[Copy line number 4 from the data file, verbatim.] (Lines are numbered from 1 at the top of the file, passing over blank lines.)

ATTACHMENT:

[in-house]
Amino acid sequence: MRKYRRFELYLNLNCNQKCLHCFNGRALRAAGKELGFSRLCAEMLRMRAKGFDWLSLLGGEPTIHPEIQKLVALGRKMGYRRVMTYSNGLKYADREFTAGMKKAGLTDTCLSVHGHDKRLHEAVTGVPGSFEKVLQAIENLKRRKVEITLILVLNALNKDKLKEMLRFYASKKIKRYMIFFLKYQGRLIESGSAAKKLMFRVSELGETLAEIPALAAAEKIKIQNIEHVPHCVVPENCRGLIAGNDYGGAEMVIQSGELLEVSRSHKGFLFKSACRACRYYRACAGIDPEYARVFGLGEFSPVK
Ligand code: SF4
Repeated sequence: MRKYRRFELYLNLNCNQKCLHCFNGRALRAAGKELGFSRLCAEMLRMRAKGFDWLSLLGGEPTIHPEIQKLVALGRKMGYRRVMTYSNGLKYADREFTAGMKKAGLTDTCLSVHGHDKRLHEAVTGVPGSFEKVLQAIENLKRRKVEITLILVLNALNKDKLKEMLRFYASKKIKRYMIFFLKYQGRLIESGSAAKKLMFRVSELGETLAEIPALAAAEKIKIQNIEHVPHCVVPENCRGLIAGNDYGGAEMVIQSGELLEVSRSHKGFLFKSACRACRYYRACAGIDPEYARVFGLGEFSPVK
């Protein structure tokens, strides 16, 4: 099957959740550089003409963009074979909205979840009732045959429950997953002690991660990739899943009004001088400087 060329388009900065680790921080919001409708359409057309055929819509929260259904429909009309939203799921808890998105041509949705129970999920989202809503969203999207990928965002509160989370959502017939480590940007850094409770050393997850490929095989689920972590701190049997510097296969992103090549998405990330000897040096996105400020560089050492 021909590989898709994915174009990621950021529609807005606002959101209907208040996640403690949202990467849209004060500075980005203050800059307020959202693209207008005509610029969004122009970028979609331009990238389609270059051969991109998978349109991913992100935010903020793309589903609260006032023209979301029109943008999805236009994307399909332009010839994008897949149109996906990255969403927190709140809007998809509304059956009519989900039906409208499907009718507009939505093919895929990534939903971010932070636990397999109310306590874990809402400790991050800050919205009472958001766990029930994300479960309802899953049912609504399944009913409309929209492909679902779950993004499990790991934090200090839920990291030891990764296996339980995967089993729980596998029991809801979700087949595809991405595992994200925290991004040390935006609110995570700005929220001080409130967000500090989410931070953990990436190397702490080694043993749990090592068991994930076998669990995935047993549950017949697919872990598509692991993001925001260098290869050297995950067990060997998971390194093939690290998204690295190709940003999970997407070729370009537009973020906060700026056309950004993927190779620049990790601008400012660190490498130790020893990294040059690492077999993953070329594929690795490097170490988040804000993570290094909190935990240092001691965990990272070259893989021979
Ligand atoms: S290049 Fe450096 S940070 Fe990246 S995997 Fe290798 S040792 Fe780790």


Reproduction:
Repeated sequence: MRKYRRFELYLNLNCNQKCLHCFNGRALRAAGKELGFSRLCAEMLRMRAKGFDWLSLLGGEPTIHPEIQKLVALGRKMGYRRVMTYSNGLKYADREFTAGMKKAGLTDTCLSVHGHDKRLHEAVTGVPGSFEKVLQAIENLKRRKVEITLILVLNALNKDKLKEMLRFYASKKIKRYMIFFLKYQGRLIESGSAAKKLMFRVSELGETLAEIPALAAAEKIKIQNIEHVPHCVVPENCRGLIAGNDYGGAEMVIQSGELLEVSRSHKGFLFKSACRACRYYRACAGIDPEYARVFGLGEFSPVK